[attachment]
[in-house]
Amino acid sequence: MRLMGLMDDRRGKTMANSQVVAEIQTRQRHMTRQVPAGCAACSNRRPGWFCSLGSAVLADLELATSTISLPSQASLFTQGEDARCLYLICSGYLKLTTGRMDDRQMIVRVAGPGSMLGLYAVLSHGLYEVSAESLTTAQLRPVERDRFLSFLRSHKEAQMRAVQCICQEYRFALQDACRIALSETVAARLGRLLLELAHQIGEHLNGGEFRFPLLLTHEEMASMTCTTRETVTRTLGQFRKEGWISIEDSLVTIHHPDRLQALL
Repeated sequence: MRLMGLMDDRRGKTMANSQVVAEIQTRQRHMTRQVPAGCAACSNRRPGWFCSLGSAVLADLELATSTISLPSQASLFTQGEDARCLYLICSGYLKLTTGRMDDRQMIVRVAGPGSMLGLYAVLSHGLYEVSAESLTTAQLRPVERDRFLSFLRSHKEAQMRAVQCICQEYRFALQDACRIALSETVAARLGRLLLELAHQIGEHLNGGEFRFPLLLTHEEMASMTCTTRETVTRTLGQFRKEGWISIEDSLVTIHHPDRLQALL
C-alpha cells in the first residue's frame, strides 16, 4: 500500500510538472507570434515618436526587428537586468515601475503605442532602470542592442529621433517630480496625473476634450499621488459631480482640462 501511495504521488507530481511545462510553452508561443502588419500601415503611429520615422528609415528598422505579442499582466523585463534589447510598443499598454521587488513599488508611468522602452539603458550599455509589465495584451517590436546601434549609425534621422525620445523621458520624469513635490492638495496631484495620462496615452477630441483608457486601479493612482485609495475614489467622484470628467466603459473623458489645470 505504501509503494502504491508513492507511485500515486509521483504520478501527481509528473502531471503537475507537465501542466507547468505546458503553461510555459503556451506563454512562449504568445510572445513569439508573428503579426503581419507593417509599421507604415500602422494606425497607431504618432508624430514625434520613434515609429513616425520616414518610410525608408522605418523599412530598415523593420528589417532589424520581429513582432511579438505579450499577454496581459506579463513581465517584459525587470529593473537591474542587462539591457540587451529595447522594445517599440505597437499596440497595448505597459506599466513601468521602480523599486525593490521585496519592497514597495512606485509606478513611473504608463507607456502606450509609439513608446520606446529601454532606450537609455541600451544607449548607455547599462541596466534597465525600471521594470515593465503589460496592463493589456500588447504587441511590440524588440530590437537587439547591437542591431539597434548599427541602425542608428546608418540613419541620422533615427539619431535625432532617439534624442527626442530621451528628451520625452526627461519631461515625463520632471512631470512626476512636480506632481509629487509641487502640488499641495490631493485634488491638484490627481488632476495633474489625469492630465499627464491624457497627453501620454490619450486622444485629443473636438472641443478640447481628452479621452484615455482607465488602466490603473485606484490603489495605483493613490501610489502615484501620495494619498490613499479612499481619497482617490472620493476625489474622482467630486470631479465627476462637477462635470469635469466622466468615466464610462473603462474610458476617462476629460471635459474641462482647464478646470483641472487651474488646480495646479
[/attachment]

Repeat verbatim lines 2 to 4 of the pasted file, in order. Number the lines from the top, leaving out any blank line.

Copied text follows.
Amino acid sequence: MRLMGLMDDRRGKTMANSQVVAEIQTRQRHMTRQVPAGCAACSNRRPGWFCSLGSAVLADLELATSTISLPSQASLFTQGEDARCLYLICSGYLKLTTGRMDDRQMIVRVAGPGSMLGLYAVLSHGLYEVSAESLTTAQLRPVERDRFLSFLRSHKEAQMRAVQCICQEYRFALQDACRIALSETVAARLGRLLLELAHQIGEHLNGGEFRFPLLLTHEEMASMTCTTRETVTRTLGQFRKEGWISIEDSLVTIHHPDRLQALL
Repeated sequence: MRLMGLMDDRRGKTMANSQVVAEIQTRQRHMTRQVPAGCAACSNRRPGWFCSLGSAVLADLELATSTISLPSQASLFTQGEDARCLYLICSGYLKLTTGRMDDRQMIVRVAGPGSMLGLYAVLSHGLYEVSAESLTTAQLRPVERDRFLSFLRSHKEAQMRAVQCICQEYRFALQDACRIALSETVAARLGRLLLELAHQIGEHLNGGEFRFPLLLTHEEMASMTCTTRETVTRTLGQFRKEGWISIEDSLVTIHHPDRLQALL
C-alpha cells in the first residue's frame, strides 16, 4: 500500500510538472507570434515618436526587428537586468515601475503605442532602470542592442529621433517630480496625473476634450499621488459631480482640462 501511495504521488507530481511545462510553452508561443502588419500601415503611429520615422528609415528598422505579442499582466523585463534589447510598443499598454521587488513599488508611468522602452539603458550599455509589465495584451517590436546601434549609425534621422525620445523621458520624469513635490492638495496631484495620462496615452477630441483608457486601479493612482485609495475614489467622484470628467466603459473623458489645470 505504501509503494502504491508513492507511485500515486509521483504520478501527481509528473502531471503537475507537465501542466507547468505546458503553461510555459503556451506563454512562449504568445510572445513569439508573428503579426503581419507593417509599421507604415500602422494606425497607431504618432508624430514625434520613434515609429513616425520616414518610410525608408522605418523599412530598415523593420528589417532589424520581429513582432511579438505579450499577454496581459506579463513581465517584459525587470529593473537591474542587462539591457540587451529595447522594445517599440505597437499596440497595448505597459506599466513601468521602480523599486525593490521585496519592497514597495512606485509606478513611473504608463507607456502606450509609439513608446520606446529601454532606450537609455541600451544607449548607455547599462541596466534597465525600471521594470515593465503589460496592463493589456500588447504587441511590440524588440530590437537587439547591437542591431539597434548599427541602425542608428546608418540613419541620422533615427539619431535625432532617439534624442527626442530621451528628451520625452526627461519631461515625463520632471512631470512626476512636480506632481509629487509641487502640488499641495490631493485634488491638484490627481488632476495633474489625469492630465499627464491624457497627453501620454490619450486622444485629443473636438472641443478640447481628452479621452484615455482607465488602466490603473485606484490603489495605483493613490501610489502615484501620495494619498490613499479612499481619497482617490472620493476625489474622482467630486470631479465627476462637477462635470469635469466622466468615466464610462473603462474610458476617462476629460471635459474641462482647464478646470483641472487651474488646480495646479